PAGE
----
Important dates
Prospectus submission deadline: 5 June 2010
Notification of acceptance: 25 June 2010
Registration deadline (for all participants): 24 August 2010
Deadline for submission of papers: 24 August 2010
Workshop: 24-26 September 2010

For information and program updates, see
Please address questions and submissions to:
Submissions should include a prospectus of approximately 2 pages and a short (maximum 2-page) resumé

Organizing committee
Lionel Bently, Maurizio Borghi, Peter Jaszi, Martha Woodmansee

AJS Panels

The deadline for proposals for the Association for Jewish Studies conference is coming. I am happy to have the "Blog for the Study of the Jewish Book" serve as a clearinghouse for papers looking for panels and panels looking for papers.
Please send me a brief description at ashear[at]pitt[dot]edu.

Tuesday, April 13, 2010

Lehmann Workshop at Penn

Space is still available.


The Jewish Studies Program at the University of Pennsylvania, in conjunction with the University of Pennsylvania Library and the Katz Center for Advanced Judaic Studies at the University of Pennsylvania, are pleased to announce the tenth annual Manfred R. Lehmann Memorial Master Workshop to be held on May 23-24, (Sunday-Monday), 2010, at the Katz Center.
This year's workshop will be led by Dr. Emile Schrijver, Curator of the Bibliotheca Rosenthaliana at the University of Amsterdam. The workshop will treat "The Jewish Book In and Around Amsterdam," and will focus on three main topics: (1) the heyday of Hebrew printing in Amsterdam in the 17th century and its coming into existence; (2) the printed and manuscript book tradition of the Amsterdam Sephardim; and (3) the influence of the Amsterdam Hebrew book on surrounding Jewish communities. The last session will focus on future research agendas for the various fields of research dealt with in the earlier sessions. The sessions will include detailed readings of title pages, colophons, and relevant archival and other primary and secondary sources.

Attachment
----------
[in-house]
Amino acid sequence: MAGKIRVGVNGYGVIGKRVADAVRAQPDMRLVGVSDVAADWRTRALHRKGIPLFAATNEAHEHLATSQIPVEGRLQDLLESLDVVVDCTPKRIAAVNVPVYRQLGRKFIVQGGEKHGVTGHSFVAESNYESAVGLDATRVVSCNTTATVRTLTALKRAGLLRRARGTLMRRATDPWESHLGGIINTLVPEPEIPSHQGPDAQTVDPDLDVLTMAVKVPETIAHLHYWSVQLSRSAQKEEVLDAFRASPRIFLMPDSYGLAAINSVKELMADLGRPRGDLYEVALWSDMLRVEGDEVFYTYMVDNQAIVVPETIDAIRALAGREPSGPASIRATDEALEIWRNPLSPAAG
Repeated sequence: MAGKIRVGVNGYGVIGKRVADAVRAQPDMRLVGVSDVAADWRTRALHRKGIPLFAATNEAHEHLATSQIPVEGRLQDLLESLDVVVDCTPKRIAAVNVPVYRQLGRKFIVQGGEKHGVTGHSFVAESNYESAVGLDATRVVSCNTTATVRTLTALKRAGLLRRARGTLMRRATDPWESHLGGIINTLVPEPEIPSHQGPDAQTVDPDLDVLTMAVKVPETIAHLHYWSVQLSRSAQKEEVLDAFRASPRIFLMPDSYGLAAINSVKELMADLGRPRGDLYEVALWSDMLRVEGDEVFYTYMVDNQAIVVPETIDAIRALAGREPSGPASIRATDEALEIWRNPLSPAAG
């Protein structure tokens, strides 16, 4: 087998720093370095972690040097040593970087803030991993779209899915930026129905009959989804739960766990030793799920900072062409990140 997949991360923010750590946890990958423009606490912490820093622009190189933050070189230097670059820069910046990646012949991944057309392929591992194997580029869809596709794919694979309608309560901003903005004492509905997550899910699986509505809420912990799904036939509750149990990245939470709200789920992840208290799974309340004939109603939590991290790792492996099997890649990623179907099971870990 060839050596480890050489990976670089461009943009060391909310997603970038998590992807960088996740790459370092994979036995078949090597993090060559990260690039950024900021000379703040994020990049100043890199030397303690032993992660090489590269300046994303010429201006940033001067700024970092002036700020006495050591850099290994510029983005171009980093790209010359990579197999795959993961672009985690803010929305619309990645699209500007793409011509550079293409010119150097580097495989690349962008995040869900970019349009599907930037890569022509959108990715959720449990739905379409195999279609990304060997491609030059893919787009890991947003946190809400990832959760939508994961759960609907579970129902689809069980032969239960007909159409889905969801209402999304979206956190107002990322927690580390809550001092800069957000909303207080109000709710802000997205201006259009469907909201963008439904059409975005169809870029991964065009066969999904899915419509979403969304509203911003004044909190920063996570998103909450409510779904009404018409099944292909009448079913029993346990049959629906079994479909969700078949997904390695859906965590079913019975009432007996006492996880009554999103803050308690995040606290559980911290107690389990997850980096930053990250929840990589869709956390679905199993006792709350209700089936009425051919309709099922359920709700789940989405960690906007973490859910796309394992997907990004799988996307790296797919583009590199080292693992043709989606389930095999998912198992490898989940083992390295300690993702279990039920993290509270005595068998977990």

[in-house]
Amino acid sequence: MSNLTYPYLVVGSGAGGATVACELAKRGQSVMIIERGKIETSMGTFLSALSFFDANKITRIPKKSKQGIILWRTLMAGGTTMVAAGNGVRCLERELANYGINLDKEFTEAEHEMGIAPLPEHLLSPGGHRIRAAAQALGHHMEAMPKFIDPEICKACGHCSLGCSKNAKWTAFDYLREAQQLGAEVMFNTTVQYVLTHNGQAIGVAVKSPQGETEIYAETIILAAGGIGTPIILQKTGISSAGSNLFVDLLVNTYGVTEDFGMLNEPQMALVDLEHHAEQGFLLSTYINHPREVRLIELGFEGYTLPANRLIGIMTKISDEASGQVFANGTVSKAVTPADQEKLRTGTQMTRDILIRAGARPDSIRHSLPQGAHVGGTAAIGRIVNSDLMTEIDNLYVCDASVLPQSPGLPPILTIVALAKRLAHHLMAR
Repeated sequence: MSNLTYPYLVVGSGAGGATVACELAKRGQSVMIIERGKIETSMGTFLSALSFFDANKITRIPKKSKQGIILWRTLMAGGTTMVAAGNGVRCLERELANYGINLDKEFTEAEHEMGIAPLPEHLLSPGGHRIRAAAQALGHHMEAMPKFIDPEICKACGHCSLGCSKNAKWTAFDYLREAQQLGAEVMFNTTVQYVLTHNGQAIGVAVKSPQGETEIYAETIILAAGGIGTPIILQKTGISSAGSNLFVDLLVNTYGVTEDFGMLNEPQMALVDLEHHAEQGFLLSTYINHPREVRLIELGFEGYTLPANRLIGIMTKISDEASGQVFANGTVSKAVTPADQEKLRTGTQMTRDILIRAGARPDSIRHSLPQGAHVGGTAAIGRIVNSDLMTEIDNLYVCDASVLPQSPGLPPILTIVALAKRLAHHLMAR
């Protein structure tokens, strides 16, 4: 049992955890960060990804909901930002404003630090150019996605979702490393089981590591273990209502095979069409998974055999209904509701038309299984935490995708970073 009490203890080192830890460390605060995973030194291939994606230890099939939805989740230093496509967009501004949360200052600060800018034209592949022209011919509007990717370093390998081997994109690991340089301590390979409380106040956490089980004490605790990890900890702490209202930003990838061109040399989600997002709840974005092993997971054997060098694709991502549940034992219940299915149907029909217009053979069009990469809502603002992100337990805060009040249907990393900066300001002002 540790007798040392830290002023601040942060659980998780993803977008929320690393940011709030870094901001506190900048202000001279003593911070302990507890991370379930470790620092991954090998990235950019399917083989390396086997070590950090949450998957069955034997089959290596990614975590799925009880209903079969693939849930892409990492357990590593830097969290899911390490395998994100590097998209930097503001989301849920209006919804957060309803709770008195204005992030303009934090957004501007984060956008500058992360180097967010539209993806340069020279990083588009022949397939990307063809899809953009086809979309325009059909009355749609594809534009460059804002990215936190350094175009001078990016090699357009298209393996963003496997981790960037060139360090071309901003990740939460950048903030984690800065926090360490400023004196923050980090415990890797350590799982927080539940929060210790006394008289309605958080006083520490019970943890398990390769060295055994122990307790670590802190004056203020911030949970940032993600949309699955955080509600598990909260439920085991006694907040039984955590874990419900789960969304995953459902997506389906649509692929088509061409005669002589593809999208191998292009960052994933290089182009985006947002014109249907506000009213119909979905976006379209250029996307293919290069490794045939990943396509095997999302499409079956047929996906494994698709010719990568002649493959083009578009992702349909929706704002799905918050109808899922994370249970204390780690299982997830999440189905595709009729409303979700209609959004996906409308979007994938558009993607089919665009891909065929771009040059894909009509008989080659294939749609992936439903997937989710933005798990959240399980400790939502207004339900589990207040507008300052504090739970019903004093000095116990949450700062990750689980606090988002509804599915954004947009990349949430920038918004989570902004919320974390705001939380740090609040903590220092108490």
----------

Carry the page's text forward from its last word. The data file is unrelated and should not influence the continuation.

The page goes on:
The workshop is open to professors and independent scholars, professional librarians in the field of Jewish and related studies, and graduate students in Jewish Studies. Attendance at previous workshops is not a prerequisite for admission.
Because much of the Workshop will be devoted to the reading of Hebrew texts like colophons, it is necessary that all participants be able to read non-vocalized Hebrew texts.
For faculty and professionals, tuition is $250. In addition to attendance and all materials for the workshop, the tuition includes two or three nights in a hotel (double-occupancy) for the nights of May 22 and 23 (with the option of May 21), and all meals and refreshments (all kosher) during the course of the workshop.
Graduate students may apply for a scholarship to the workshop, that covers tuition, hotel accommodations, and meals. N.B. To apply for the scholarship, a graduate student should write us giving the details of his or her academic program and a brief statement explaining how the workshop will further his or her academic studies. S/he should also ask a faculty advisor to write us a letter of recommendation on the student's behalf.
Attendance is limited. If you are interested in attending the workshop, please notify us immediately. Full payment must be received by March 1, 2010. Make checks payable to “Trustees of the University of Pennsylvania.”
A registration form is available at:

Please address all correspondence to:

Lehmann Workshop
c/o Jewish Studies Program
711 Williams Hall
255 S. 36th Street
Philadelphia, PA 19104-6305

The Manfred R. Lehmann Memorial Master Workshop in the History of the Jewish Book has been made possible by a generous contribution from the Manfred and Anne Lehmann Foundation along with grants from Mr. Albert Friedberg, the Lucius N. Littauer Foundation, Andrew H. Cohn, Esq. C'66, and the University of Pennsylvania Research Foundation.